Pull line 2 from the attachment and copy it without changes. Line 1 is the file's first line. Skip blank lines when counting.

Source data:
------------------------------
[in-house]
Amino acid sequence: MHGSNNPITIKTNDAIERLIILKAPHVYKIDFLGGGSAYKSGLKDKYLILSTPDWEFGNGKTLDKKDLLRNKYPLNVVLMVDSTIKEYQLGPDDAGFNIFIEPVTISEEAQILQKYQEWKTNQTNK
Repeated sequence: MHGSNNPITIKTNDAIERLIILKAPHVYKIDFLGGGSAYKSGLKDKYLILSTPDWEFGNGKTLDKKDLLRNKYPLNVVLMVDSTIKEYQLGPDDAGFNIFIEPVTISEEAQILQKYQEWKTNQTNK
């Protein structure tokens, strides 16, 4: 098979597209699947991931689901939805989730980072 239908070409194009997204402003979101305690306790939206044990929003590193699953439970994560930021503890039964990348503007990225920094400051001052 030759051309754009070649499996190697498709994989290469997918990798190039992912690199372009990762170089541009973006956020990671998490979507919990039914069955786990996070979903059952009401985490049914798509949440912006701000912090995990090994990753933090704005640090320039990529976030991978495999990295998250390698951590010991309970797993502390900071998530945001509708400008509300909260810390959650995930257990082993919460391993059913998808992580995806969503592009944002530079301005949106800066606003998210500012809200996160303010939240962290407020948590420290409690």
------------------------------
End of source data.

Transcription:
Amino acid sequence: MHGSNNPITIKTNDAIERLIILKAPHVYKIDFLGGGSAYKSGLKDKYLILSTPDWEFGNGKTLDKKDLLRNKYPLNVVLMVDSTIKEYQLGPDDAGFNIFIEPVTISEEAQILQKYQEWKTNQTNK